Unstable 'Simpatico'

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It takes more than a great cast to make a great picture.

"Simpatico" features a whole stable of stars, from Nick Nolte and Jeff Bridges to Sharon Stone and Catherine Keener, with the great Albert Finney thrown in for good measure. All do respectable work, and Keener does better than that - her award-winning performance in "Being John Malkovich" is no fluke - but in the end they're no more memorable than the movie around them.

Named after a race horse, "Simpatico" centers on a criminal escapade planned by three young friends who stop being so friendly after their caper falls apart. The movie shuttles between the bygone scheme and a period much later, when the reunited trio must come to terms with events of the past.

Recommended: Default

This isn't a bad story idea, and if the movie doesn't have as much impact as its credentials lead you to expect, it's less because of specific shortcomings than a general failure to make the most of promising material.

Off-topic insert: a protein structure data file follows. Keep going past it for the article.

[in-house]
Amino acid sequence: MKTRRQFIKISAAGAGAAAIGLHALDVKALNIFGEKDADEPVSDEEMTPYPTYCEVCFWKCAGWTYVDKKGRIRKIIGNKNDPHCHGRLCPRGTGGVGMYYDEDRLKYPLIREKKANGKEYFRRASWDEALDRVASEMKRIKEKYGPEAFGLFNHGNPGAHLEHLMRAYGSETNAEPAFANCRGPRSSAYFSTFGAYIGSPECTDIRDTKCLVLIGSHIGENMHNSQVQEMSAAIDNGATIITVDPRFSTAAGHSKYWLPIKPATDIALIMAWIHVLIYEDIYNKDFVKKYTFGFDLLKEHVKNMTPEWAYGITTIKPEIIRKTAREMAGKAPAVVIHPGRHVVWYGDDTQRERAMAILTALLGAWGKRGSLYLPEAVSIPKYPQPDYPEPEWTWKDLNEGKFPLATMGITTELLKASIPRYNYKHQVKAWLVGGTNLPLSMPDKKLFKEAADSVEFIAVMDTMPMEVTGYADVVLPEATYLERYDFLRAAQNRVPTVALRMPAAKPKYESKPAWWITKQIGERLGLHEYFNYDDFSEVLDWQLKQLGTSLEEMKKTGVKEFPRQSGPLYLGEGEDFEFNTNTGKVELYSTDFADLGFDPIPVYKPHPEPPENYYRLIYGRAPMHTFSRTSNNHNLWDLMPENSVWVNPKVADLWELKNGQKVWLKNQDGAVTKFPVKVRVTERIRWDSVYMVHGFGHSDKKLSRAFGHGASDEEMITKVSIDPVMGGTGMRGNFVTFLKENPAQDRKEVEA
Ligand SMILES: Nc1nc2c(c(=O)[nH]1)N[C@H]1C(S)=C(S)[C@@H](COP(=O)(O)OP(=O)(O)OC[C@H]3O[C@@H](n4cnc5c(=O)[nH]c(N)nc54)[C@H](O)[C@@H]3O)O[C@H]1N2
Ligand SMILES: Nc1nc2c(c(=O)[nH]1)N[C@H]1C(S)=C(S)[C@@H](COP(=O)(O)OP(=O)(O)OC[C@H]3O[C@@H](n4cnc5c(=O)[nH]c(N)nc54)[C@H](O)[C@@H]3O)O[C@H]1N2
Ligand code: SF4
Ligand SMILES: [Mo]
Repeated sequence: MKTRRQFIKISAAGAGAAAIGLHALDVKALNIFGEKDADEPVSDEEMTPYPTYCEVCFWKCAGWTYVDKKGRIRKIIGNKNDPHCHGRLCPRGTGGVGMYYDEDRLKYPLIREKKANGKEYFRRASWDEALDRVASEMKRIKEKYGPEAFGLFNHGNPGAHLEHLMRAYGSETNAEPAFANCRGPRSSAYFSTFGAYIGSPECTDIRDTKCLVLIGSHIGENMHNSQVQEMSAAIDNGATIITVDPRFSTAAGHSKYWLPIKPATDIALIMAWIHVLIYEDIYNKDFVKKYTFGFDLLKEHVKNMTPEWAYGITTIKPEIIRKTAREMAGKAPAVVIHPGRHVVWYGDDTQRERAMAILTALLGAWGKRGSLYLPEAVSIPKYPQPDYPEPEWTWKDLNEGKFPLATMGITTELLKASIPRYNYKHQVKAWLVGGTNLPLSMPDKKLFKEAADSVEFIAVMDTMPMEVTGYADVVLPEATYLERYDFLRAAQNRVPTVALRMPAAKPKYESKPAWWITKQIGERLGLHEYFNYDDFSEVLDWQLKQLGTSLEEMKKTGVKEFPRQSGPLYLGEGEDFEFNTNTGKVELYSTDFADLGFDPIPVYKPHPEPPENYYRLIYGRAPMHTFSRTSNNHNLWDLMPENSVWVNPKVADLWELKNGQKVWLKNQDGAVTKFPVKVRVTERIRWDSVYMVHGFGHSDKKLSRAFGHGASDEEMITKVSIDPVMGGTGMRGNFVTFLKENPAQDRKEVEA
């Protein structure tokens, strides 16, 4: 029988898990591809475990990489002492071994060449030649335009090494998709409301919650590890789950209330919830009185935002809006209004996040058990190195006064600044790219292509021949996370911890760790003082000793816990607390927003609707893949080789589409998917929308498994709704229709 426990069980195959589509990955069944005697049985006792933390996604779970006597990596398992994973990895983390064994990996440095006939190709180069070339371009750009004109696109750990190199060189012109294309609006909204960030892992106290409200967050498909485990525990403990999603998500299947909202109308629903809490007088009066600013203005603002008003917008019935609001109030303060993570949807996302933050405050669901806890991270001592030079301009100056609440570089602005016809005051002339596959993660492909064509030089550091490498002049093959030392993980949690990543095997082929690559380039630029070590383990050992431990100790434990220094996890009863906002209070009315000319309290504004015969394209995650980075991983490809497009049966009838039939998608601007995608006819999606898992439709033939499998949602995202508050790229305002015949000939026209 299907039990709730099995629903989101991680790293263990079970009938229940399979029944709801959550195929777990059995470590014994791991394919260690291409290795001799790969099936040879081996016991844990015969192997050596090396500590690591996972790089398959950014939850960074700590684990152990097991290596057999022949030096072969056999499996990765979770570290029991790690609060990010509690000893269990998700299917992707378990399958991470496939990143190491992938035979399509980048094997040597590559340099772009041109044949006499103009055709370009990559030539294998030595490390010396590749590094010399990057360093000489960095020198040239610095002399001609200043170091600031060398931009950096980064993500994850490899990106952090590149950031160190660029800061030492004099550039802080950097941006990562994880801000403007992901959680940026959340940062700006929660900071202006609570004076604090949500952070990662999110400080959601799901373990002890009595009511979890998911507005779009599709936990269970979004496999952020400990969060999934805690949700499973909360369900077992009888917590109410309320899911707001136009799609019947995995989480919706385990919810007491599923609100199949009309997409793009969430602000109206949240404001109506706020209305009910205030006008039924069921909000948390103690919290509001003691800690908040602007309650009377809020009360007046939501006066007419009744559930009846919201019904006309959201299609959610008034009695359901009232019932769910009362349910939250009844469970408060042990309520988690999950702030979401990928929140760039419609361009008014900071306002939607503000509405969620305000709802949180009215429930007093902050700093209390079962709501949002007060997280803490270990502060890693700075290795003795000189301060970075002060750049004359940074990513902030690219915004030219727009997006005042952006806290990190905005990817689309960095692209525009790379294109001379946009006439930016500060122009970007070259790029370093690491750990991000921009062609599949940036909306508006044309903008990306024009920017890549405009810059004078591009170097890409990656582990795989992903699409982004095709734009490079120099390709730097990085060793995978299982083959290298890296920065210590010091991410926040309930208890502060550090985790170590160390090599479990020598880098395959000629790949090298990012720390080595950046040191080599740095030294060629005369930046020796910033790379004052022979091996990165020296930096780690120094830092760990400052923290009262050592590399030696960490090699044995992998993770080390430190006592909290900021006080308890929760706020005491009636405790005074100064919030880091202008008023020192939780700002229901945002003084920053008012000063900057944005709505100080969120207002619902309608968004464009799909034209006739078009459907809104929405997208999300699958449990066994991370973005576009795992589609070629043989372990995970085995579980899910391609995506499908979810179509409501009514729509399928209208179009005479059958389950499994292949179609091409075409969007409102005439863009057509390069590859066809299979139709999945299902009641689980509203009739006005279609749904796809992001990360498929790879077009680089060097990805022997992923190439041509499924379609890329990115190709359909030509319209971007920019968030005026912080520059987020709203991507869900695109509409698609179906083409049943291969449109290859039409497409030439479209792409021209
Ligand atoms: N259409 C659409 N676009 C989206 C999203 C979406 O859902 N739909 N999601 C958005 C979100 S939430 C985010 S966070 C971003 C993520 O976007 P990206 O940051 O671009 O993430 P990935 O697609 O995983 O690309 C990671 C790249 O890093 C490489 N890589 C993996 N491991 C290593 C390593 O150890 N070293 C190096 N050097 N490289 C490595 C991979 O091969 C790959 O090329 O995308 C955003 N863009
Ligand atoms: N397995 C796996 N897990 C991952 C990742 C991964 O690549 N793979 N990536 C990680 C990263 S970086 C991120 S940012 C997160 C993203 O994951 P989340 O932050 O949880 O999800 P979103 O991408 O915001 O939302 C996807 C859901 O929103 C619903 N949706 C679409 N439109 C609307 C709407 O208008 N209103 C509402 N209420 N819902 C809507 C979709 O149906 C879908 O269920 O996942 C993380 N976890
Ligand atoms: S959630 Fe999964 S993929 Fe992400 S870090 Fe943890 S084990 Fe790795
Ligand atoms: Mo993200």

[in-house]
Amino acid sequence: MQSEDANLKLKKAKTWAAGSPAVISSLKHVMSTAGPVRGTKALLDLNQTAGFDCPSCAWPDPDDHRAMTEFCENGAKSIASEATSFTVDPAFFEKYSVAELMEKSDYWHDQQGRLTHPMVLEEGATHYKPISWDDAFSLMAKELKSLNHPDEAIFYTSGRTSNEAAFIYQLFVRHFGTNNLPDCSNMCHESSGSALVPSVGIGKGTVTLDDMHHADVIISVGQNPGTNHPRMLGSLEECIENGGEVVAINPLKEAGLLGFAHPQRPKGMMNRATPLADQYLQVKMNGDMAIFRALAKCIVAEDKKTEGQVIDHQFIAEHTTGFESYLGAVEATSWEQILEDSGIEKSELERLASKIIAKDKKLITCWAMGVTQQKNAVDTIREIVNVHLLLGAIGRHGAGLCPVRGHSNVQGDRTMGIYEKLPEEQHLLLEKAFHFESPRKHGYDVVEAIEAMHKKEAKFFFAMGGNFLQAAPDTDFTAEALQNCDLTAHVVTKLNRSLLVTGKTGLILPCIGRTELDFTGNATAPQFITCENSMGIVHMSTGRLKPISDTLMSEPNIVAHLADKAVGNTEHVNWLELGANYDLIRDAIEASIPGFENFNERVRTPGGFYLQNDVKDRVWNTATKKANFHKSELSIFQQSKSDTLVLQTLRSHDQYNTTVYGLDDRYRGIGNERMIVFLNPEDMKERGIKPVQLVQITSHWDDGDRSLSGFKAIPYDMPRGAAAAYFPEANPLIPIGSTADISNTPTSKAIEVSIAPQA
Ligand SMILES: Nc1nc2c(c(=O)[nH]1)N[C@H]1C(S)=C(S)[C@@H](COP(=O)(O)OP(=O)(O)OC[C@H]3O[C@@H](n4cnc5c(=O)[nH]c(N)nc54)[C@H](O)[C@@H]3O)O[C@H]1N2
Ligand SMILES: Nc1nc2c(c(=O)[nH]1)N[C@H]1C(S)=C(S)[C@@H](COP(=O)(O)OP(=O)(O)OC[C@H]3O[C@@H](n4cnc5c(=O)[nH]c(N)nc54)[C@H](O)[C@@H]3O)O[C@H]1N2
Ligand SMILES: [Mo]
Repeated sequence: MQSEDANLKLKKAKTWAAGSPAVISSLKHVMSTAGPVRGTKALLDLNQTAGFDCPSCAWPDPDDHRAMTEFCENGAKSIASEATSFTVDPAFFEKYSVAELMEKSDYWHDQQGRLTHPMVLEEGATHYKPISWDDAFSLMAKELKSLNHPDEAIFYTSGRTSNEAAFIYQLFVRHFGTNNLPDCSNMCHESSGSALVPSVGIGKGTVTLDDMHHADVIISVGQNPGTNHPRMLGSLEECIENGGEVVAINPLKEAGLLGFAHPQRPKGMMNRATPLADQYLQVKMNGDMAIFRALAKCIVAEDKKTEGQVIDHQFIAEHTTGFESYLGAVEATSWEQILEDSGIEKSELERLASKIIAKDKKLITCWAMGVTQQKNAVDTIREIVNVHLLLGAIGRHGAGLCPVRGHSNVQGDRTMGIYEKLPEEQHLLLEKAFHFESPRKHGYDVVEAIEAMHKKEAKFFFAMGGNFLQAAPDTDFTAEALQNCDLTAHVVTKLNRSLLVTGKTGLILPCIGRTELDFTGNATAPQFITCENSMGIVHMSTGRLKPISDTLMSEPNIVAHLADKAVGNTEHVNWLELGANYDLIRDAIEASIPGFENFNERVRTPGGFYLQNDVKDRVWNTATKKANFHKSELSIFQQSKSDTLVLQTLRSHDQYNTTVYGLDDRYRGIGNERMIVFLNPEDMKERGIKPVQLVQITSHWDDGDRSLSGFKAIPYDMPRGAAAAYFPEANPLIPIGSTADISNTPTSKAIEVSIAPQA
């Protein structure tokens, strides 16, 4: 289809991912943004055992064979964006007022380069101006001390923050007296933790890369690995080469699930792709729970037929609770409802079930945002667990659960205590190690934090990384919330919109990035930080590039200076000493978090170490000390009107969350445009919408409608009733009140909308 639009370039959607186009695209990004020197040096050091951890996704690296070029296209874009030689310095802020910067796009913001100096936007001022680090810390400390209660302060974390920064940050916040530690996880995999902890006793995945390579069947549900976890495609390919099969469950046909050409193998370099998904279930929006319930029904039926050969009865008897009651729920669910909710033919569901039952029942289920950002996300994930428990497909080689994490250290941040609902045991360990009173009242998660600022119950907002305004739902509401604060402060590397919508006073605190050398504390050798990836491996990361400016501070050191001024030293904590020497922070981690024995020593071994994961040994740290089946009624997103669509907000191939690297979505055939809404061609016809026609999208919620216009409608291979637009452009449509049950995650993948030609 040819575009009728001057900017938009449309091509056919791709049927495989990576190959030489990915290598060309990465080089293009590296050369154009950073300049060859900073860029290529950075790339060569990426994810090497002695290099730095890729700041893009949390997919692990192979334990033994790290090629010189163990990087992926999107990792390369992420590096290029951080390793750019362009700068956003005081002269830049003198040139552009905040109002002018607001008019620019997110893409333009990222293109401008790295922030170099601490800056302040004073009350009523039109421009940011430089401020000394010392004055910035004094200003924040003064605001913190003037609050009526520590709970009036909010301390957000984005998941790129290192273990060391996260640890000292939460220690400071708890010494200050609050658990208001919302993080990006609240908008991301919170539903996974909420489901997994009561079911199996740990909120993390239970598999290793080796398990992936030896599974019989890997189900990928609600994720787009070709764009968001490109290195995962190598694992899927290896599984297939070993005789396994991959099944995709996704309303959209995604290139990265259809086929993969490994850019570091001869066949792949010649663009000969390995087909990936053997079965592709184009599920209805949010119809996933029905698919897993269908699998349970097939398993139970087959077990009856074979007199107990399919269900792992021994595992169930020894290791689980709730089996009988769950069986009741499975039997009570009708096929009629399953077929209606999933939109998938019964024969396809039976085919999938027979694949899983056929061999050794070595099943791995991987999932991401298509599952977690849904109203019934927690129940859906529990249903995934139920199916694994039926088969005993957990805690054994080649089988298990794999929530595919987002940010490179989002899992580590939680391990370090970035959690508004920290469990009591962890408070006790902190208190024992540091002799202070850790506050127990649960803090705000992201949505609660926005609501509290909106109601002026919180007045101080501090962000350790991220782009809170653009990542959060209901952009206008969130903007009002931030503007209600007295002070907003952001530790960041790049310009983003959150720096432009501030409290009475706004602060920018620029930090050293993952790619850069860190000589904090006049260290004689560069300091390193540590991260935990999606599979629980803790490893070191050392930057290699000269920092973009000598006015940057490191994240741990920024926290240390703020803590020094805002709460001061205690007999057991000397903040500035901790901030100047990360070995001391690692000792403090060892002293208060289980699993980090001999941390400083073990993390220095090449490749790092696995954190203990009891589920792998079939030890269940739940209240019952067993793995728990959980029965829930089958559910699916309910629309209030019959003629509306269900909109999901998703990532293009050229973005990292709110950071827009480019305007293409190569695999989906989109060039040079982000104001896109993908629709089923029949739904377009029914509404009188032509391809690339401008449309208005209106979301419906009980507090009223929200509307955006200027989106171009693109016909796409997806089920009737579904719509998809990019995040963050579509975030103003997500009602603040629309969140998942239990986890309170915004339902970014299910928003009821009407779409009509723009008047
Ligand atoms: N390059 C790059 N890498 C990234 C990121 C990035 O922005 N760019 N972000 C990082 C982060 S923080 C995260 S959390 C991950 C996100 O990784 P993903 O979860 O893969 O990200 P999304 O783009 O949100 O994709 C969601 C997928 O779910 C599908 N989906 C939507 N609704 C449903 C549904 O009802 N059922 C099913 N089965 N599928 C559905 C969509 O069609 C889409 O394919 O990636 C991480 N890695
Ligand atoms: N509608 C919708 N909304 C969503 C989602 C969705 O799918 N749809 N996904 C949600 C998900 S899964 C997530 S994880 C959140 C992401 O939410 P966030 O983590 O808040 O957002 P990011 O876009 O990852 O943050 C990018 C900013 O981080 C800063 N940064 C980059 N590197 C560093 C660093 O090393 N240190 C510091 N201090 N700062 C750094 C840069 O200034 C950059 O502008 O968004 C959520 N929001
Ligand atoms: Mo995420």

Matthew Warchus directed it from a screenplay he wrote with David Nicholls. It is based on a play by Sam Shepard, whose own career has become progressively less interesting - see his unimaginative acting in "Snow Falling on Cedars" for an example - since his early years as a feisty artistic rebel.

"Simpatico" is worth seeing to keep up with Keener's evolving excellence and Stone's continuing effort to stretch her range. But the picture isn't likely to linger in your mind once the closing credits have rolled.

*Rated R; contains sex and violence.

(c) Copyright 2000. The Christian Science Publishing Society

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